As I prayed for them and as I recalled them, my eyes were full of tears. My heart was drowned in that sorrow, in my longing and love for them. Many things became clear.
Some say why should one really pray for anybody in particular because all things are interconnected and under the direct and unfailing providence of God. I agree. But while one prays for some loved one, the heart melts; its hardness disappears; its doors open; a gentle wind coming from nowhere envelops the heart bathed and purified by sorrow. Then the universal truths enter and find their true home there; otherwise those truths come, find the door of the heart closed, and they leave.
Muslims thought that Kabir was a Muslim. Hindus regarded him as Hindu. But he was independent of them both.
When the hour of his death drew near, the Muslims asked him whether he would prefer to be buried. He replied: If you find me. Hindus asked whether he would like to be cremated. He replied to them also: If you find me!
When that moment came, Kabir locked himself in his room. When it was opened, there were just a few flowers lying on his bed!
Kabir once cooked some bread, and as he sat down at his doorstep to eat, a stray dog came from nowhere and took away that bread from his plate. He ran after the dog with a cake of butter in his hand saying: Take the butter as well, for the bread will taste good with the butter. The people who saw this ridiculous sight started wondering that Kabir had gone mad. Yes, he said, Kabir is gone mad exactly as copper goes mad and turns to gold in the hand of the alchemist, or as an ordinary tree starts smelling sweet in the company of a sandal-tree, or as a river goes mad when it merges with the sea.
Kabir also said: A servant is his servanthood should be like a stone lying on the road. But it should not be so, he later corrected himself, for in that case it will injure the travellers. The servant should then be like dust. No, he said, this also is not proper, for it will rest on the hands and the feet of the travellers. The servant should then be like the lord. But of what use, he questioned, for the lord has power over all things. The servant, in truth, should be unable to do anything.
Baba Lal, one of the disciples of Kabir, once said to *Dara Shikoh: The Masters are of four kinds: Some are like gold and they, like gold, cannot transform others into gold; some are like the alchemists; whoever comes into contact with them turns into gold; some are like sandal-trees, and whosoever remains in their company becomes like them, and some are like the lamps from which thousand lamps are lighted.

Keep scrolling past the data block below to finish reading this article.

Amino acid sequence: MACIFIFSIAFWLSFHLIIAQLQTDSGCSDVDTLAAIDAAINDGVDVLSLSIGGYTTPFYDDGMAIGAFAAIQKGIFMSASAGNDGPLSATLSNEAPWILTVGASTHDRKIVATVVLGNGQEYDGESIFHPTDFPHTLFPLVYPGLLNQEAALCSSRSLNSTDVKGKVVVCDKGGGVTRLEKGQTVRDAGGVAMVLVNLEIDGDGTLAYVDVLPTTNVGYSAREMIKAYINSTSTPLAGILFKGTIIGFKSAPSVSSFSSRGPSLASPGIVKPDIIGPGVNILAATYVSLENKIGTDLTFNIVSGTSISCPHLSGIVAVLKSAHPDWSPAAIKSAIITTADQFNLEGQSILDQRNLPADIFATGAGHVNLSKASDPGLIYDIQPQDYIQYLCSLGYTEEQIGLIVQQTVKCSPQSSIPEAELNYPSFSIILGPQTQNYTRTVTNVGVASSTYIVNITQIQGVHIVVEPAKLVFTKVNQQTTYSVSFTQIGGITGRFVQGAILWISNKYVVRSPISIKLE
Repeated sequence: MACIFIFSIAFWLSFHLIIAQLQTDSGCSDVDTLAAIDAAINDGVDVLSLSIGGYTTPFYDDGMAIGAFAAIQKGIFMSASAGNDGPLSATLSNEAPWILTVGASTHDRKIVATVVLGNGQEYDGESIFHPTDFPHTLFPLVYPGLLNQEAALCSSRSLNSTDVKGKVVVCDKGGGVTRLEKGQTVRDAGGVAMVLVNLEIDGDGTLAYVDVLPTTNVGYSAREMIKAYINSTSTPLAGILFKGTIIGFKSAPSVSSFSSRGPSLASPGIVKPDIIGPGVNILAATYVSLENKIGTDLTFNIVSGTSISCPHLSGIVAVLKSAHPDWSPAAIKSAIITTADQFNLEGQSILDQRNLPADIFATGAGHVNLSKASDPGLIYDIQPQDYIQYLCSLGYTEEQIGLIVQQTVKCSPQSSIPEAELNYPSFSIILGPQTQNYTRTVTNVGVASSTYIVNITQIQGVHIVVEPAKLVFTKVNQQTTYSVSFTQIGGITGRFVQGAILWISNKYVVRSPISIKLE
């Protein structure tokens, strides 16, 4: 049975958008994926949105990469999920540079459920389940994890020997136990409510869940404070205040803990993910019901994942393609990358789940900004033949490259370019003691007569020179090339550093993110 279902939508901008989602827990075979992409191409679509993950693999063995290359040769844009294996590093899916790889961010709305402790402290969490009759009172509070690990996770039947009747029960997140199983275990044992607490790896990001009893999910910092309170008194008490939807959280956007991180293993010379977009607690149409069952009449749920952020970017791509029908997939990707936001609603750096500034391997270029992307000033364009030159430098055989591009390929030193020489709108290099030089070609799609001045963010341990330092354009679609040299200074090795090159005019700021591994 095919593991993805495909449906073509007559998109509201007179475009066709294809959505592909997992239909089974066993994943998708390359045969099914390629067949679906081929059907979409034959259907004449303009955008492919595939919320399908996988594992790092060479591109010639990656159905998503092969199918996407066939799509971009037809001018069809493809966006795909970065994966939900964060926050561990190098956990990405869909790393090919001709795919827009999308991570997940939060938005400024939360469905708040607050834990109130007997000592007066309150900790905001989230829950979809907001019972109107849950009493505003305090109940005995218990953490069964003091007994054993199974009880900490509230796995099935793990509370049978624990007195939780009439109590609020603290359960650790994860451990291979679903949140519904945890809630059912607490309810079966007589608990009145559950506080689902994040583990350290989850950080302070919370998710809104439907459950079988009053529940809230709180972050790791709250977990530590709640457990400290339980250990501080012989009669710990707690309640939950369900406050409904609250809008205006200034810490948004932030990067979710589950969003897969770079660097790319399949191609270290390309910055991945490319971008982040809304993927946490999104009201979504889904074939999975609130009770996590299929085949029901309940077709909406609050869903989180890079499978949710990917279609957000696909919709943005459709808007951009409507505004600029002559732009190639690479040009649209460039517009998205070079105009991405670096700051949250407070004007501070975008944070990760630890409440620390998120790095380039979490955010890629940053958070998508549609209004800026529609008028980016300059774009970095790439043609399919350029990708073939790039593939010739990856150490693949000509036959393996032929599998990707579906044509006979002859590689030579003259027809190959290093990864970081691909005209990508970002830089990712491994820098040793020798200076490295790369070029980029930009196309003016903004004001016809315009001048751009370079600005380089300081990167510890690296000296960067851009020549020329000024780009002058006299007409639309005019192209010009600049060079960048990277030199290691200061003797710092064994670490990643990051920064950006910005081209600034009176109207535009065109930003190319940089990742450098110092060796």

(Alone to Alone: From Awareness to Vision, by Hasan Askari)
*Dara Shikoh: eldest son of the Mughal Emperor Shah Jahan builder of the Taj Mahal)
from “Alone to Alone” by Hasan Askari published 1991
He has left his home and children. He wandered like a prodigal father in search of another family, another home. His secret was hidden from himself.
His children, now grown up, often wondered about their father. He was a mystery to them.
He would have stayed at home but it was so destined that he should leave causing so much pain and misery to himself and to his family. His children hardly knew him.
He loved them though far from them. He believed that all things were near in love.
His youngest son often visited him. There was some deep bond between them however unexpressed.
“You speak so clearly and fluently while you are in the company of your friends” his son once said to him, “Whereas when I am with you, just you and me, you become self-conscious and talk superficially which is almost non-speech.” It was that evening that all of a sudden he felt that he was renewed deep from within. His son’s remark had demolished his shyness before his son. He felt that they were now brothers.
After a couple of days he told his son an old story relating to how a son initiated his father into an esoteric order. Once a visitor called and said to his father, “I have come to see your son. May I know where he is?” His father replied: “Do not call him my son. I am his son!”
Once his son asked him about the strange titles of Fatima. “The strangest of them all,” he said, “is Umm-e-Abi-ha” meaning, “the mother of her father!”
By Musa Askari 17th October 1991 – such was the feeling of expansion within my Soul as I lifted for first time “Alone to Alone” by Hasan Askari
The book is opened, A story is read, The reader leans back , And watches a mystery unfold. The book is fresh, The pages are crisp and firm, It is natural for the pages to return to their usual posture, They are strong.
As the reader leans away, A page from the left rises, As though helped by an invisible hand. At first it is a struggle to breakaway, To rise and swim against the current, But it is determined
Just past midway it comes to rest, A solitary leaf of a book stands in the middle. Then suddenly it crosses over, And comes to rest, Gently gliding down to the right of the book, As though crossing from one world to the next.
It will have to make this journey again and again, From moment to moment, For every reader that comes across it. For throughout their life the pages will re-enact this display, To remind us of the greater journey will all must make.
There are only the pages, What of the words? And of the narrator of the words